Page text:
BUTTERCUP GOLD AND OTHER STORIES
BUTTERCUP GOLD AND OTHER STORIES
ELLEN ROBENA FIELD
Copyrighted 1894 by the Bangor (Maine) Kindergarten Association
This book is lovingly dedicated to the dear kindergarten
children and particularly to my little friend Alice Caro Wing.
"Children are God's apostles day by day sent forth preach of
love and hope and peace."--Lowell.
"Come to me O ye children!
And whisper in my ear
What the birds and winds are singing
In your sunny atmosphere.
Ye are better than all the ballads
That were ever sung or said;
For ye are living poems
And all the rest are dead."--Longfellow.
"And Nature the old nurse took
The child upon her knee
Saying: 'Here is a story-book
Thy Father has written for thee."--Longfellow.
The Little New Year
One cold morning Maurice awoke from his dreams and sat up in bed
and listened. He thought he heard a knock at his window; but
though the moon was shining brightly Jack Frost had been so
busily at work that Maurice could not see through the thickly
painted panes. So he crept sleepily out of bed and opened the
window and whispered: "Who is there?"
"I am" replied a tinkling voice. "I am the little New Year ho!
ho! And I've promised to bring a blessing to everyone. But I am
such a little fellow I need somebody to help me distribute them.
Won't you please come out and help?"
"Oh it's so cold!" said Maurice; "I'd rather go back to my warm
bed; " and he shivered as Jack Frost who was passing tickled
him under the chin with one of the frosty paint brushes.
"Never mind the cold" urged the New Year; "please help me."
So Maurice hurried into his clothes and was soon out in the
yard. There he found a rosy-cheeked boy a little smaller than
himself pulling a large cart which seemed to be loaded with good
things. On one side of this cart was painted the word "Love" and
on the other "Kindness." As soon as the New Year saw Maurice he
said "Now please take hold and help me pull;" and down the
driveway and up the hill they travelled until they came to an old
"Here is where I make my first call" said the New Year. Maurice
looked wonderingly at him. "Why nobody lives here but an old
colored man who works for us; and he hasn't any children!" "He
needs my help" said the New Year; "for grown people like to be
thought of just as much as children do. You shovel out a path to
his door while I unload some of my blessings; and the little
hands went busily at work piling up warm clothing wood and a
new year's dinner the New Year singing as he worked:-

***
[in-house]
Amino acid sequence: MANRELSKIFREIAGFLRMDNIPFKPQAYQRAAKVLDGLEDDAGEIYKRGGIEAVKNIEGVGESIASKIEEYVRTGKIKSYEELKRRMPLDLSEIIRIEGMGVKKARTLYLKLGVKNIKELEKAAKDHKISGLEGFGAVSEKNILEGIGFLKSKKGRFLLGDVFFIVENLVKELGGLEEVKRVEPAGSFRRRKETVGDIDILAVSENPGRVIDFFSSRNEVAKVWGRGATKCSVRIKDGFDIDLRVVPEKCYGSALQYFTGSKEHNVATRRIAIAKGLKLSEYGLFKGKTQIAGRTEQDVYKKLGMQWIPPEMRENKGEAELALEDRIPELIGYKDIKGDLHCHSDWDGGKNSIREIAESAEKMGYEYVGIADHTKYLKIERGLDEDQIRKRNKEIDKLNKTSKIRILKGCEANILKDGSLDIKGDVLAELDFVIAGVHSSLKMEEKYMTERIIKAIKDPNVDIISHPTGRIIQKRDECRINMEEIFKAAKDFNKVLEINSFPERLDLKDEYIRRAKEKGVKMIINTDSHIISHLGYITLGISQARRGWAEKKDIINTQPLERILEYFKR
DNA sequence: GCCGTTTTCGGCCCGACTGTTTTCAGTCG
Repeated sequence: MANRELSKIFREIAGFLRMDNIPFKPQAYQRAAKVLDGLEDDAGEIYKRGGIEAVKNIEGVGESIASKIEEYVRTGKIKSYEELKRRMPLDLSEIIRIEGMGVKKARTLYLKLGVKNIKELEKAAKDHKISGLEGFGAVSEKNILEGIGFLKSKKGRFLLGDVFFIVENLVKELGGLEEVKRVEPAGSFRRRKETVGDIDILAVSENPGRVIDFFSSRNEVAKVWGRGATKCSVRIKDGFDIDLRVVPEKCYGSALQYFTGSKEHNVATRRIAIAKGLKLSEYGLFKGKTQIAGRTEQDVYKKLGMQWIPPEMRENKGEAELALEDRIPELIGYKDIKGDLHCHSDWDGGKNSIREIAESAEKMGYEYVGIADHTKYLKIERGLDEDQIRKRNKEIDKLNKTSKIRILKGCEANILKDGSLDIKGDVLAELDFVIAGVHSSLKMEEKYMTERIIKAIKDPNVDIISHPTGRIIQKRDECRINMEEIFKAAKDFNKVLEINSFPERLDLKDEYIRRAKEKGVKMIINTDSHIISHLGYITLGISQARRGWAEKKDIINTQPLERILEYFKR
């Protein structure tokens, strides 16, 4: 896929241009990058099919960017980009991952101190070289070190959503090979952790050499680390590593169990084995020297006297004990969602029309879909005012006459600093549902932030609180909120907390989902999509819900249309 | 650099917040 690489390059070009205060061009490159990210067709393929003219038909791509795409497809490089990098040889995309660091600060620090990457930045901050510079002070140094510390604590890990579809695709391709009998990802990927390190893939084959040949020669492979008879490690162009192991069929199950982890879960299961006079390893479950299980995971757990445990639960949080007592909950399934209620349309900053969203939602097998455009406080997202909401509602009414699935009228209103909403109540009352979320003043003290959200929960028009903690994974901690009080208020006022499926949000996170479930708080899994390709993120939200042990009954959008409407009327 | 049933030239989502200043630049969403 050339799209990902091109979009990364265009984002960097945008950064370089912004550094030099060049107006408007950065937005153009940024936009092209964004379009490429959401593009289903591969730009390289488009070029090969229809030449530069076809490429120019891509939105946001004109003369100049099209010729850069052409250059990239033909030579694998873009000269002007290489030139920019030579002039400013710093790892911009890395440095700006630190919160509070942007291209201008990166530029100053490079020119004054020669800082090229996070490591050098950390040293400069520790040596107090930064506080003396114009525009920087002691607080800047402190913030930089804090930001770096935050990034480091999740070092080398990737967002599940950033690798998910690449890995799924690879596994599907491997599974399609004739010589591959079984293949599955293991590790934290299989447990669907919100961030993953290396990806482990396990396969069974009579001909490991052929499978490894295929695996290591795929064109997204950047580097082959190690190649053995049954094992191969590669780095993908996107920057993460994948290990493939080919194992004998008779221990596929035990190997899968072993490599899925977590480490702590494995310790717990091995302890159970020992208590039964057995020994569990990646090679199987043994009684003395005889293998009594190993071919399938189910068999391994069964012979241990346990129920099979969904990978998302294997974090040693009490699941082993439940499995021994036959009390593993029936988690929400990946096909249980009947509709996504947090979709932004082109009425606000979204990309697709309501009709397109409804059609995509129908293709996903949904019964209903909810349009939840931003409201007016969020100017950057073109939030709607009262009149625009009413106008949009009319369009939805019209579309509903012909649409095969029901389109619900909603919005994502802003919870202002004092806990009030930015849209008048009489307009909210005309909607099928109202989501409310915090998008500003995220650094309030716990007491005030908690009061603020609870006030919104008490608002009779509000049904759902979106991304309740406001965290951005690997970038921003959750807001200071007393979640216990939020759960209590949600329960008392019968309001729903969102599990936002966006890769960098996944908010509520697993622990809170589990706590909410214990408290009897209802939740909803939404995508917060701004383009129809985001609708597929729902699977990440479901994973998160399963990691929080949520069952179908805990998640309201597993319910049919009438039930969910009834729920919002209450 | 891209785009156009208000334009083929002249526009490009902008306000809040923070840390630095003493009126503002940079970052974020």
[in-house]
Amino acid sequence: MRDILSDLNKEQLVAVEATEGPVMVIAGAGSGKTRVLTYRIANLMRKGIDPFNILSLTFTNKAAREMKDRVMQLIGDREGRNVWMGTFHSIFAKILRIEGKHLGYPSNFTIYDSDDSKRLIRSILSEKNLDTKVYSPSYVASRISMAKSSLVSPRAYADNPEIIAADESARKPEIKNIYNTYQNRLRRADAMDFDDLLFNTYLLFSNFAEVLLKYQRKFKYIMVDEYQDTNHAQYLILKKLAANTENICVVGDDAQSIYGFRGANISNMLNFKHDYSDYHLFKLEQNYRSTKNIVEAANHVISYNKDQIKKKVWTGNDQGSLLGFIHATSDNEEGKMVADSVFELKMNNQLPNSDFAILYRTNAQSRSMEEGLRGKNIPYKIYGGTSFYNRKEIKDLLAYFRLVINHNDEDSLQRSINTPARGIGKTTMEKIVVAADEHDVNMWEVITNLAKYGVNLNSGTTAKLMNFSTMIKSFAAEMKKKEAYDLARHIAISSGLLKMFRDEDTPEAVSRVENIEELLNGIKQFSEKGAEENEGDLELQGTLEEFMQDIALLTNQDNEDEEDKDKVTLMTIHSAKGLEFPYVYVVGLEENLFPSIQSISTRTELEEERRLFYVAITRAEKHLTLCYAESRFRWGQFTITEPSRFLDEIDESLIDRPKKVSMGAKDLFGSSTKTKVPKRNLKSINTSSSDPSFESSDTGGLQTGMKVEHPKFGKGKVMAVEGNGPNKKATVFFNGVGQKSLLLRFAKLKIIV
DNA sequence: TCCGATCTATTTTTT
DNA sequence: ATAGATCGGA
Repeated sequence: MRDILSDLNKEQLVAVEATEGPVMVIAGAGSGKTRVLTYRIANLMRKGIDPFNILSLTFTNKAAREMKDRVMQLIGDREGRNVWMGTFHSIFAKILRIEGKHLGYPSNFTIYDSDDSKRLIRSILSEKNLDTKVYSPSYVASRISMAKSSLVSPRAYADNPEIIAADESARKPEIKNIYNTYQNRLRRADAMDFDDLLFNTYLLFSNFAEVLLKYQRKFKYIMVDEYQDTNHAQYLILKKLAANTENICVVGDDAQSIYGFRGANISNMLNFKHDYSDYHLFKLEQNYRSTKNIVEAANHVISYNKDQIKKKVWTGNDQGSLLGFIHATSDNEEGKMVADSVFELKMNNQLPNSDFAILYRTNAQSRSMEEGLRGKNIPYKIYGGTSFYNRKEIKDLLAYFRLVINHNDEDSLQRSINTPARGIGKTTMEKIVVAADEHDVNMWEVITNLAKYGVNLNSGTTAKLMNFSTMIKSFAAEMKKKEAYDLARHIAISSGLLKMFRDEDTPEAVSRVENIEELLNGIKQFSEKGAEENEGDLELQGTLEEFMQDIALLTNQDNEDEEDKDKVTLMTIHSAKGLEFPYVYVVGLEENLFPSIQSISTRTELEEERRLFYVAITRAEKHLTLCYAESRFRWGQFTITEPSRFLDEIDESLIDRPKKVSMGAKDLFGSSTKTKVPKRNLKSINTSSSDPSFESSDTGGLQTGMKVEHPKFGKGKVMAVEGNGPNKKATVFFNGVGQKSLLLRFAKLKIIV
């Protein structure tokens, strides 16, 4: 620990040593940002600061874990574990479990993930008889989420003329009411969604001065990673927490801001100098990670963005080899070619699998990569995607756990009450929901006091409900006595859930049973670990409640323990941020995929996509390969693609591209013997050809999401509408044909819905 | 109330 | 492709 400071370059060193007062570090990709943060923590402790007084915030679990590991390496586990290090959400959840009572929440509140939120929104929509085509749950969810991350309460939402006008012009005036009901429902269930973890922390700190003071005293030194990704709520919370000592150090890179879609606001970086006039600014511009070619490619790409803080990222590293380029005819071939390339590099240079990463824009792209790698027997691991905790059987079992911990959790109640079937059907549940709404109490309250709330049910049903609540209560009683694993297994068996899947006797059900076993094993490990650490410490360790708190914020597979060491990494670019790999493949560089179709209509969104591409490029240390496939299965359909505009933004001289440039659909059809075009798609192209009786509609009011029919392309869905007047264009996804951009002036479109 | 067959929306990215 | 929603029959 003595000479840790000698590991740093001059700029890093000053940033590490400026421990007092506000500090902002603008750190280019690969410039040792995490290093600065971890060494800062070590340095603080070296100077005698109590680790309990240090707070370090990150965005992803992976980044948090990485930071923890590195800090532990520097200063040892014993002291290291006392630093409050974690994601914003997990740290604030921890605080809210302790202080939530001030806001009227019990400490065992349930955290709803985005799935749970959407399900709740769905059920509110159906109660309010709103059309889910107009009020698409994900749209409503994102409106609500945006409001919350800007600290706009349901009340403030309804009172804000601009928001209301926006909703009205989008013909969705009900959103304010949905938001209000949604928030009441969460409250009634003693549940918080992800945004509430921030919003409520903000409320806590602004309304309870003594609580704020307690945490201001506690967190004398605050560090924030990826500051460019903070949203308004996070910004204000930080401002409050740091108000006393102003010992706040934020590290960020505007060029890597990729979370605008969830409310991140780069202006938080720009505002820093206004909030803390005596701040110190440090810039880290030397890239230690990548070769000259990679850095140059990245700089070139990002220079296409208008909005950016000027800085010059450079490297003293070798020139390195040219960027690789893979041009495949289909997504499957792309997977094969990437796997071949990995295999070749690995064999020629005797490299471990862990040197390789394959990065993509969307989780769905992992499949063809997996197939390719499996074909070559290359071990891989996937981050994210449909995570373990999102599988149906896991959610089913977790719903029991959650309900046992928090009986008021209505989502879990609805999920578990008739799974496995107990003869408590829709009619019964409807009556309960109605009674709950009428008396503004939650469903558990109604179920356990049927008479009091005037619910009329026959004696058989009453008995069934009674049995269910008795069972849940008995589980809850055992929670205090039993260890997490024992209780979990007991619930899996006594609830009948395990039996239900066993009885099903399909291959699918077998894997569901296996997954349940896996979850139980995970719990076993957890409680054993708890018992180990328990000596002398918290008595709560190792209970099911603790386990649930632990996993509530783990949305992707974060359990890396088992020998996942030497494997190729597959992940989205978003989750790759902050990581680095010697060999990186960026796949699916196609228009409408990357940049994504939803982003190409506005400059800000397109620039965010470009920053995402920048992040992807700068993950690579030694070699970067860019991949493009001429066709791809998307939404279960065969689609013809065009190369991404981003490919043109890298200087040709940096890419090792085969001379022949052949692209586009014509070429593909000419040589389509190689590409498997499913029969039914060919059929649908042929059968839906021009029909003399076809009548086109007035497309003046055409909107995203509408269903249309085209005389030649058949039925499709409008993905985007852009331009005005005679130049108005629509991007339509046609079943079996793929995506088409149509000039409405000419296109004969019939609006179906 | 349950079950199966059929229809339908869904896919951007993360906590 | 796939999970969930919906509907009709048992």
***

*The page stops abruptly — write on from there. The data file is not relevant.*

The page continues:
"Oh I am the little New Year; ho! ho!
Here I come tripping it over the snow
Shaking my bells with a merry din;
So open your door and let me in."
Old Joe hearing some noise outside came to the door and when
he saw all the nice gifts the tears ran down his cheeks for
gladness; and as he carried them into the house he whispered:
"The dear Lord has been here to-night."
"Where am we going now?" asked Maurice as they ran down the
hill. "To take some flowers to a poor sick girl" answered the
Soon they came to a small white house where the New Year
stopped. "Why Bessie our sewing girl lives here" said
Maurice. "I didn't know she was sick." "See" said the New Year
"this window is open a little; let us throw this bunch of pinks
into the room. They will please her when she wakes and will make
her happy for several days."
Then they hurried to other places leaving some blessing behind
"What a wonderful cart you have" said Maurice; "though you have
taken so much out it never seems to get empty." "You are right
Maurice there is never any end to love and kindness. As long as
I find people to love and be kind to my cart is full of
blessings for them; and it will never grow empty until I can no
longer find people to help. If you will go with me every day and
help me scatter my blessings you will see how happy you will be
all the long year."
"A happy New Year!" called some one; and Maurice found himself in
bed and his sister standing in the doorway smiling at him. "Have
you had a pleasant dream dear?" she asked.
"Why where is the little New Year?" said Maurice; "he was just
here with me."
"Come into Mamma's room and see what he has brought you"